A Samoan studies professor at the National University of Samoa introduces a new word, fa’asinomaga (identity) in the mid 1990s. A teacher rehearses a skit with a room full of Samoan teens on a chilly summer day in a working class neighborhood of San Francisco in July 2002. A librarian in Carson prepares herself for a Samoan linguistics conference to be held in New Zealand in the winter of 2003. These three events, separated in place and time evoke both the scope and orientations of the Samoan diaspora as well as give a glimpse of an active and ongoing attempt to keep a traditional culture current in face of the culturally homogenizing influence of globalization.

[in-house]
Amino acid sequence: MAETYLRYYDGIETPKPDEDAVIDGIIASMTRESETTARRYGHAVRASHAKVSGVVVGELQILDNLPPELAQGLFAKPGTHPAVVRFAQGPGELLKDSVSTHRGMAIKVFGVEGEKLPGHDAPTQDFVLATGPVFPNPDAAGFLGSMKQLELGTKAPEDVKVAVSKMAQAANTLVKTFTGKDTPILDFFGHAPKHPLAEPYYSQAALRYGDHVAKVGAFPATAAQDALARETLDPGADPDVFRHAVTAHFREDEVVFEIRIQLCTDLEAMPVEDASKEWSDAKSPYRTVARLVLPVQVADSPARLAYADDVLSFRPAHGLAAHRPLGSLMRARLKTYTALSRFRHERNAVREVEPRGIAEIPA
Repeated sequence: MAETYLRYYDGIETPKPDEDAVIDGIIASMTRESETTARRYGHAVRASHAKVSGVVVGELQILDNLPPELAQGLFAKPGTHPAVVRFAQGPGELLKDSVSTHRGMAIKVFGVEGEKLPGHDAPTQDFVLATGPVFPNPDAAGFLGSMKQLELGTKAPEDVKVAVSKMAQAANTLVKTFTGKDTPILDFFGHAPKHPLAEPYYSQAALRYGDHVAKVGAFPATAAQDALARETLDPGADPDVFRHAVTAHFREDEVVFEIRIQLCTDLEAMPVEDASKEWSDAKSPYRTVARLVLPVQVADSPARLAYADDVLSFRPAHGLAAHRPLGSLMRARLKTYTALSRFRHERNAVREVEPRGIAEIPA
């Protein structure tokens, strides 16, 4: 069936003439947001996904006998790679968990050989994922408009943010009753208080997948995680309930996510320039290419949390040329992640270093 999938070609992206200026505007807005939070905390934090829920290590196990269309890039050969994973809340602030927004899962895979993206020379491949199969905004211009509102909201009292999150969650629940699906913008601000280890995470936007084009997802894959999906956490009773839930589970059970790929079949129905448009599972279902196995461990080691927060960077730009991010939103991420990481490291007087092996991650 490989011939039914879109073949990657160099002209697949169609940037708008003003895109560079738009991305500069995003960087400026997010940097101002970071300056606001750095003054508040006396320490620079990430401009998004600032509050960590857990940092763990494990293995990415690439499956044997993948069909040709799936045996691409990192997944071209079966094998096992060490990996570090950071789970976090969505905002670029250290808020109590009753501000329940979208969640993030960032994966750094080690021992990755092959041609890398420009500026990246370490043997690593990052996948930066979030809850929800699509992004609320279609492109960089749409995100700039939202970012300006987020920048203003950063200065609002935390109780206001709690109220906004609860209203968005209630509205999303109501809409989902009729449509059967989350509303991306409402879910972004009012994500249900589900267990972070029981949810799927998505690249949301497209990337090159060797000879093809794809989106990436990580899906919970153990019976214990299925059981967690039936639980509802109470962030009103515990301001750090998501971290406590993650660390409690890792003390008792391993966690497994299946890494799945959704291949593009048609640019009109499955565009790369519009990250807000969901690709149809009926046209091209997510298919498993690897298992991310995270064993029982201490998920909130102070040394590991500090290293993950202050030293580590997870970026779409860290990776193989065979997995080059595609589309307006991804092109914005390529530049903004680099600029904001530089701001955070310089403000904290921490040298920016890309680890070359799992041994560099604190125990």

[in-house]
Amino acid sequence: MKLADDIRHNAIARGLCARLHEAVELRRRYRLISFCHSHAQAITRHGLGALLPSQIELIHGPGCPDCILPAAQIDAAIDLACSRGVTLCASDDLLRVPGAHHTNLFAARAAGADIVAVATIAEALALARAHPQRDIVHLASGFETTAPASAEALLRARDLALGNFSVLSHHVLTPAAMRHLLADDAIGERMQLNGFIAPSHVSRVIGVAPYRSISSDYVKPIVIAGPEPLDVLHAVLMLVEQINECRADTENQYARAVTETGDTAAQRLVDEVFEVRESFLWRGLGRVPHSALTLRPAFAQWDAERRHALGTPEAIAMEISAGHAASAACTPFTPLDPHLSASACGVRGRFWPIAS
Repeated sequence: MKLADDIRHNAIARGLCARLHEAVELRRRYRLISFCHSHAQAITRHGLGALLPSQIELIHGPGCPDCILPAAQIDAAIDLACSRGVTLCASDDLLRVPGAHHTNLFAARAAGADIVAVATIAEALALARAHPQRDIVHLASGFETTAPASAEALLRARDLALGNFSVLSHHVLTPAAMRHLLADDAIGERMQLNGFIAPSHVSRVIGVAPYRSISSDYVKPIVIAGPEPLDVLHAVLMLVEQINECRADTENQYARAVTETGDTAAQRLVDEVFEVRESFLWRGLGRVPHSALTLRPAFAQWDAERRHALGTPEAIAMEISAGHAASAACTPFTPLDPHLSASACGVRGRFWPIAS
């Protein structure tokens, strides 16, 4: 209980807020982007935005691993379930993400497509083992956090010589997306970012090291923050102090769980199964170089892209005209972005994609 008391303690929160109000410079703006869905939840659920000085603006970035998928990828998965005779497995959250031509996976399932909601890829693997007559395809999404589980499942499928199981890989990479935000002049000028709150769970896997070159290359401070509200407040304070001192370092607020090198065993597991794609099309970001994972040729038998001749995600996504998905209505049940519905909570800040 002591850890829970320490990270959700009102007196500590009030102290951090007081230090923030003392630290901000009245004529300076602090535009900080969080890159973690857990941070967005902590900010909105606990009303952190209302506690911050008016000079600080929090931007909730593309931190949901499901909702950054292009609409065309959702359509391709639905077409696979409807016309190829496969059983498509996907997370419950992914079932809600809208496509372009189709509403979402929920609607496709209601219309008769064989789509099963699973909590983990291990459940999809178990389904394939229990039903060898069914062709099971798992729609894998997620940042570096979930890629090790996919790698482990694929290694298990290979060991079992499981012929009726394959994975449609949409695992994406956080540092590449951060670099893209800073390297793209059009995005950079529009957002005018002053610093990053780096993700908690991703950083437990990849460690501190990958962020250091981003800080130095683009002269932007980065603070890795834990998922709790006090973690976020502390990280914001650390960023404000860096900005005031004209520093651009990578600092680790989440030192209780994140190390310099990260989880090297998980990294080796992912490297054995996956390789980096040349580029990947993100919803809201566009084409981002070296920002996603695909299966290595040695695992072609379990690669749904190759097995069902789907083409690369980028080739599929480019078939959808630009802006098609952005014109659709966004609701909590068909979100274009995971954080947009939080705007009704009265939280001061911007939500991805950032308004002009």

This paper has two parts. In the first part I will briefly explore the Samoan conceptions of culture and identity. In the second part I will look at how one Samoan teacher has applied identity principles in a summer youth program in San Francisco. Ultimately I will argue that this attempted cultural reification is an example of, what I will call, ‘applied identity.’